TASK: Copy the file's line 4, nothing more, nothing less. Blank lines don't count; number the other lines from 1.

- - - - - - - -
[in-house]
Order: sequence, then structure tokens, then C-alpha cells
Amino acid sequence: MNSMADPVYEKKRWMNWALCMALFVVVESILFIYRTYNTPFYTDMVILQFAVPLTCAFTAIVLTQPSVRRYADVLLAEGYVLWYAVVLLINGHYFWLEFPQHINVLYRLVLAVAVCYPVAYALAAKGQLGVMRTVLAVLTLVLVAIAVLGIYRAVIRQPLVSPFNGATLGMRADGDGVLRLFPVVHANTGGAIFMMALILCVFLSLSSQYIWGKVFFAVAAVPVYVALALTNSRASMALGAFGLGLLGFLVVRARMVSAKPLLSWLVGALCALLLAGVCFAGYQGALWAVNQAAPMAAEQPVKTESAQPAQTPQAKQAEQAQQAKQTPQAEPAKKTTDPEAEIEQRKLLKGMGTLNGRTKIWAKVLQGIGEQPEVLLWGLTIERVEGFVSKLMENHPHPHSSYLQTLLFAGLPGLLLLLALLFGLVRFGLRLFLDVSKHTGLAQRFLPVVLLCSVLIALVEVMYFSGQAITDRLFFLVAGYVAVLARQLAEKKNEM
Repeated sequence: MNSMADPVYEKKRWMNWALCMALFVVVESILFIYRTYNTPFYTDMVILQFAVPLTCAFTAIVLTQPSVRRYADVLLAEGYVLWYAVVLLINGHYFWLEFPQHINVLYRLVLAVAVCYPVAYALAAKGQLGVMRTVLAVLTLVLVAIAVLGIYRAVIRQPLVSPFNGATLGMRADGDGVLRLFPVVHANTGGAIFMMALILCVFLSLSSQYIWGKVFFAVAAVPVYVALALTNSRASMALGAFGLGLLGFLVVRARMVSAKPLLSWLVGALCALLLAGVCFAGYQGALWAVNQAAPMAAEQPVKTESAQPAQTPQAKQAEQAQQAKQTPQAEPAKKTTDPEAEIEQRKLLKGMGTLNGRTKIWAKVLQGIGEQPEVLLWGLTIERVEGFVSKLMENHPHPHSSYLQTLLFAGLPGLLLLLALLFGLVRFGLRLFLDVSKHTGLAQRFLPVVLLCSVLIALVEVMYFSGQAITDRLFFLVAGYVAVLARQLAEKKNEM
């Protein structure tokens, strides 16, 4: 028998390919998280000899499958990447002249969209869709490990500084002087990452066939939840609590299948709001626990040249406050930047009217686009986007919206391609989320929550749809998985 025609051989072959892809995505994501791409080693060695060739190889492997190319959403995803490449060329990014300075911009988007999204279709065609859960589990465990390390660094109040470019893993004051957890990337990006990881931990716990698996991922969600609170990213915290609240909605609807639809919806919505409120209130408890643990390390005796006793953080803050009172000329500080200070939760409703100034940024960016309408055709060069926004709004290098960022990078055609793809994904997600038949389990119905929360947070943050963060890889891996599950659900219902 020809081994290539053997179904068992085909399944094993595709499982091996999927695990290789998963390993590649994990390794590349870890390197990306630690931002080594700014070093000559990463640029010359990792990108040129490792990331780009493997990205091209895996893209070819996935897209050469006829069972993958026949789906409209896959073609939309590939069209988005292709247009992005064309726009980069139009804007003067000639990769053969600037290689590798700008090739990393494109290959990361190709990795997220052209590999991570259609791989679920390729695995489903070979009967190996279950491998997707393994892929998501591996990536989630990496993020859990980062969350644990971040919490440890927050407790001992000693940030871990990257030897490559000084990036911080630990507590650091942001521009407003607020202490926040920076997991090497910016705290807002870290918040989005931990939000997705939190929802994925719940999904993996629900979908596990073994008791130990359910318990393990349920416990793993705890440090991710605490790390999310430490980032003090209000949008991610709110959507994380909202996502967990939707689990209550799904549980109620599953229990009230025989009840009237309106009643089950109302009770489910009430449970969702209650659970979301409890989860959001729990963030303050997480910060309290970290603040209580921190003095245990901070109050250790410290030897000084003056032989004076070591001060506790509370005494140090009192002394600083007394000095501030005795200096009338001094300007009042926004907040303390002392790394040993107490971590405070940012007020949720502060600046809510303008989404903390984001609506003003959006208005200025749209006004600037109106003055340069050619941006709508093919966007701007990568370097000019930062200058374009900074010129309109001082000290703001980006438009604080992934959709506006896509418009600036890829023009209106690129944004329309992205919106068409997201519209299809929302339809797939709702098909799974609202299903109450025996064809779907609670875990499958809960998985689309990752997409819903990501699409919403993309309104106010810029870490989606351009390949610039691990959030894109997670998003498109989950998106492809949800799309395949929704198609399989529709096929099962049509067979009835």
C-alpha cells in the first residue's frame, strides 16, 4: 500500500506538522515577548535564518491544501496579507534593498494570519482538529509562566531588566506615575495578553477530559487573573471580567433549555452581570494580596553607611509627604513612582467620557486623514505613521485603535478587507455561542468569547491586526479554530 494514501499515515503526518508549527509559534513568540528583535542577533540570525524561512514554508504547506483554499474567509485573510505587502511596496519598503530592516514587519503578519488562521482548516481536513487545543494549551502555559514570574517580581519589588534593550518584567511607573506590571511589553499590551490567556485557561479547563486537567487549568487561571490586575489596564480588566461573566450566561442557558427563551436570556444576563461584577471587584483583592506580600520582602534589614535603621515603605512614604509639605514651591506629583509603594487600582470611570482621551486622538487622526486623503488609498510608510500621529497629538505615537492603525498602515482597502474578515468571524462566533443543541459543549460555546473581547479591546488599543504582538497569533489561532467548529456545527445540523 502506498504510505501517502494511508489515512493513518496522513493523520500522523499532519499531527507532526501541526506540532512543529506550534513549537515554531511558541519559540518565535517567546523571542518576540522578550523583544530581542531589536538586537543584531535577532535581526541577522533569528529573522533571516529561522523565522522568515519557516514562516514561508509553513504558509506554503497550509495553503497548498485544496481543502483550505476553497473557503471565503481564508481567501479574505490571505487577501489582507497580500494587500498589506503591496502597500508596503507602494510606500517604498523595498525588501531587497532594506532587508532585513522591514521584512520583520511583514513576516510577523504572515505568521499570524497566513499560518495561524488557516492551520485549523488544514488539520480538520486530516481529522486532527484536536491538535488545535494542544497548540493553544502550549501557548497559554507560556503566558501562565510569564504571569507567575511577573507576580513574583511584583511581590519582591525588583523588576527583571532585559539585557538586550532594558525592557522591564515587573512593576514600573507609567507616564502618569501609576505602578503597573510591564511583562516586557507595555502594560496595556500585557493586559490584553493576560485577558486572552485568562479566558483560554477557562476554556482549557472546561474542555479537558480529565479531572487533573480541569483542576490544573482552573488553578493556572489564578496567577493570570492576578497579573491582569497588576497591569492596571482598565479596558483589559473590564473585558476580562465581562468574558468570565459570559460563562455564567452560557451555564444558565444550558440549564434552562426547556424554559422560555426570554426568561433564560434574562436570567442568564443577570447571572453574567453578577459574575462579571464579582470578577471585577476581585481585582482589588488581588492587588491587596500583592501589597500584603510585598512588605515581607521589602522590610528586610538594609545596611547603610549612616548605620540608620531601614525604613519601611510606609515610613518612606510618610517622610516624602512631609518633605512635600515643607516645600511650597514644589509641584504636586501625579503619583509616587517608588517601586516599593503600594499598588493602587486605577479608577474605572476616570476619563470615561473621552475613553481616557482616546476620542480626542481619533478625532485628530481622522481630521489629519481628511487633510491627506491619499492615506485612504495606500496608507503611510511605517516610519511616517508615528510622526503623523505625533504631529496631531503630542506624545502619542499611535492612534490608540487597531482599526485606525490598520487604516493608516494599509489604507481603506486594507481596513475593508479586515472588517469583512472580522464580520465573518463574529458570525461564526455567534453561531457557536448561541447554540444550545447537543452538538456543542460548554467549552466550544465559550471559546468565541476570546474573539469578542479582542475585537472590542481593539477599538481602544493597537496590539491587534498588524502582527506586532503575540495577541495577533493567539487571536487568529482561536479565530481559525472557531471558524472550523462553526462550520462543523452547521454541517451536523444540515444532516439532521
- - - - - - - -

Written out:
Repeated sequence: MNSMADPVYEKKRWMNWALCMALFVVVESILFIYRTYNTPFYTDMVILQFAVPLTCAFTAIVLTQPSVRRYADVLLAEGYVLWYAVVLLINGHYFWLEFPQHINVLYRLVLAVAVCYPVAYALAAKGQLGVMRTVLAVLTLVLVAIAVLGIYRAVIRQPLVSPFNGATLGMRADGDGVLRLFPVVHANTGGAIFMMALILCVFLSLSSQYIWGKVFFAVAAVPVYVALALTNSRASMALGAFGLGLLGFLVVRARMVSAKPLLSWLVGALCALLLAGVCFAGYQGALWAVNQAAPMAAEQPVKTESAQPAQTPQAKQAEQAQQAKQTPQAEPAKKTTDPEAEIEQRKLLKGMGTLNGRTKIWAKVLQGIGEQPEVLLWGLTIERVEGFVSKLMENHPHPHSSYLQTLLFAGLPGLLLLLALLFGLVRFGLRLFLDVSKHTGLAQRFLPVVLLCSVLIALVEVMYFSGQAITDRLFFLVAGYVAVLARQLAEKKNEM